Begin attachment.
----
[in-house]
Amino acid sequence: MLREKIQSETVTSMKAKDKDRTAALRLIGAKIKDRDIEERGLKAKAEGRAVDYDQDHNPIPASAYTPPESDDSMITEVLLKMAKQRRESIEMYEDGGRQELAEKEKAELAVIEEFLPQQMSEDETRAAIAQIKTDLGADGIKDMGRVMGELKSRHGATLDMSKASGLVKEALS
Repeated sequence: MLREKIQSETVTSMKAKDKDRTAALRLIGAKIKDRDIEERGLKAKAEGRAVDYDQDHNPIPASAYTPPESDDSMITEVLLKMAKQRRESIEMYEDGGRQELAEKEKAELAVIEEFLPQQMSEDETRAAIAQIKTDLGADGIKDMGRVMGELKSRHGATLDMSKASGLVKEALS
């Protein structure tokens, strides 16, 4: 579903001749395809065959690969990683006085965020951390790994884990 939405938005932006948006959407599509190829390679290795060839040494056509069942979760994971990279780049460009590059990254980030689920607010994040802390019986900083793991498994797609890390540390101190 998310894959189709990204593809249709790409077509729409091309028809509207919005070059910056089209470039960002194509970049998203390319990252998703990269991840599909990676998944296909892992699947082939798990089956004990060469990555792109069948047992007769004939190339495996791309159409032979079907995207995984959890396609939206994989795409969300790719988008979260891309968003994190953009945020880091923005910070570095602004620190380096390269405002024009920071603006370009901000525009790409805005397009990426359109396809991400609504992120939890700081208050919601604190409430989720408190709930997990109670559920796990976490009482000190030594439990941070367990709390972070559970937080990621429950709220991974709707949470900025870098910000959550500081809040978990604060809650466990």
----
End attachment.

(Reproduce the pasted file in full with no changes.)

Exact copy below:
[in-house]
Amino acid sequence: MLREKIQSETVTSMKAKDKDRTAALRLIGAKIKDRDIEERGLKAKAEGRAVDYDQDHNPIPASAYTPPESDDSMITEVLLKMAKQRRESIEMYEDGGRQELAEKEKAELAVIEEFLPQQMSEDETRAAIAQIKTDLGADGIKDMGRVMGELKSRHGATLDMSKASGLVKEALS
Repeated sequence: MLREKIQSETVTSMKAKDKDRTAALRLIGAKIKDRDIEERGLKAKAEGRAVDYDQDHNPIPASAYTPPESDDSMITEVLLKMAKQRRESIEMYEDGGRQELAEKEKAELAVIEEFLPQQMSEDETRAAIAQIKTDLGADGIKDMGRVMGELKSRHGATLDMSKASGLVKEALS
């Protein structure tokens, strides 16, 4: 579903001749395809065959690969990683006085965020951390790994884990 939405938005932006948006959407599509190829390679290795060839040494056509069942979760994971990279780049460009590059990254980030689920607010994040802390019986900083793991498994797609890390540390101190 998310894959189709990204593809249709790409077509729409091309028809509207919005070059910056089209470039960002194509970049998203390319990252998703990269991840599909990676998944296909892992699947082939798990089956004990060469990555792109069948047992007769004939190339495996791309159409032979079907995207995984959890396609939206994989795409969300790719988008979260891309968003994190953009945020880091923005910070570095602004620190380096390269405002024009920071603006370009901000525009790409805005397009990426359109396809991400609504992120939890700081208050919601604190409430989720408190709930997990109670559920796990976490009482000190030594439990941070367990709390972070559970937080990621429950709220991974709707949470900025870098910000959550500081809040978990604060809650466990």